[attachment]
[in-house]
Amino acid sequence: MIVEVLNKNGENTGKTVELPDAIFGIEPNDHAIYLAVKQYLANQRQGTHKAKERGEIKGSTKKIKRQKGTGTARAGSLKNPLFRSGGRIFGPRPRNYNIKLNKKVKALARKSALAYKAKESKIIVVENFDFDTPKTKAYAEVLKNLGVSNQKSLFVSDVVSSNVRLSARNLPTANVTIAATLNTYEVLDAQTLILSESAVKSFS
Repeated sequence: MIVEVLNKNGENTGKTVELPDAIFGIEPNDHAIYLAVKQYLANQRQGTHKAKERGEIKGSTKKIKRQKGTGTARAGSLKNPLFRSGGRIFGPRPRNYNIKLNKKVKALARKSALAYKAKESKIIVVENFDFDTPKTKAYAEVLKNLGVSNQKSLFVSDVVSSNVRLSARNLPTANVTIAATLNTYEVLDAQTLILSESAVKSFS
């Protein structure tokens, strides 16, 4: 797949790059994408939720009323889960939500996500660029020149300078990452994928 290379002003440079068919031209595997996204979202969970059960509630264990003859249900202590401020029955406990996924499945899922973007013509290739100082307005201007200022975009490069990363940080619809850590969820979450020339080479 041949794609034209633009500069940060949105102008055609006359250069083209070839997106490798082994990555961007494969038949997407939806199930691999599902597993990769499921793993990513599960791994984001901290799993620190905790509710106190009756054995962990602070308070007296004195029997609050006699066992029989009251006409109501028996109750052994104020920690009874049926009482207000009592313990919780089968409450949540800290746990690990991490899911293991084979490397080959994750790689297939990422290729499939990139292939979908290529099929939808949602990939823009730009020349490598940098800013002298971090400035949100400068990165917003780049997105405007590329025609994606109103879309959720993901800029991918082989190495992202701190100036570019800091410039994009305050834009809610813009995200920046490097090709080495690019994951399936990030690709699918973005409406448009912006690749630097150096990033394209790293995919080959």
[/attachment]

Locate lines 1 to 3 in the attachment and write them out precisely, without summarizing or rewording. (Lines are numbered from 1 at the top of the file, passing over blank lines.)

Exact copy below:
[in-house]
Amino acid sequence: MIVEVLNKNGENTGKTVELPDAIFGIEPNDHAIYLAVKQYLANQRQGTHKAKERGEIKGSTKKIKRQKGTGTARAGSLKNPLFRSGGRIFGPRPRNYNIKLNKKVKALARKSALAYKAKESKIIVVENFDFDTPKTKAYAEVLKNLGVSNQKSLFVSDVVSSNVRLSARNLPTANVTIAATLNTYEVLDAQTLILSESAVKSFS
Repeated sequence: MIVEVLNKNGENTGKTVELPDAIFGIEPNDHAIYLAVKQYLANQRQGTHKAKERGEIKGSTKKIKRQKGTGTARAGSLKNPLFRSGGRIFGPRPRNYNIKLNKKVKALARKSALAYKAKESKIIVVENFDFDTPKTKAYAEVLKNLGVSNQKSLFVSDVVSSNVRLSARNLPTANVTIAATLNTYEVLDAQTLILSESAVKSFS